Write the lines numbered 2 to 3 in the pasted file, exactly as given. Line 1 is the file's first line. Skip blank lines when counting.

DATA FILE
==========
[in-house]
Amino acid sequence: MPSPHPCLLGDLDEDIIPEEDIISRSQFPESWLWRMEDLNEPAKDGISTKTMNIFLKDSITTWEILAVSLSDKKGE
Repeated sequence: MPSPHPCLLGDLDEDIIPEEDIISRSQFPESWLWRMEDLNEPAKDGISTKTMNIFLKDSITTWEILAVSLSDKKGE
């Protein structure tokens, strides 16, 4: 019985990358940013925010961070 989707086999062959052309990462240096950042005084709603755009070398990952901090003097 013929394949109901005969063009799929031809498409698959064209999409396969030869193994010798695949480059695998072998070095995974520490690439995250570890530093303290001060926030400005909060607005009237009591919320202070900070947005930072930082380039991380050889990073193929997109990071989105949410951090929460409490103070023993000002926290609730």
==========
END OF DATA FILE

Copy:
Amino acid sequence: MPSPHPCLLGDLDEDIIPEEDIISRSQFPESWLWRMEDLNEPAKDGISTKTMNIFLKDSITTWEILAVSLSDKKGE
Repeated sequence: MPSPHPCLLGDLDEDIIPEEDIISRSQFPESWLWRMEDLNEPAKDGISTKTMNIFLKDSITTWEILAVSLSDKKGE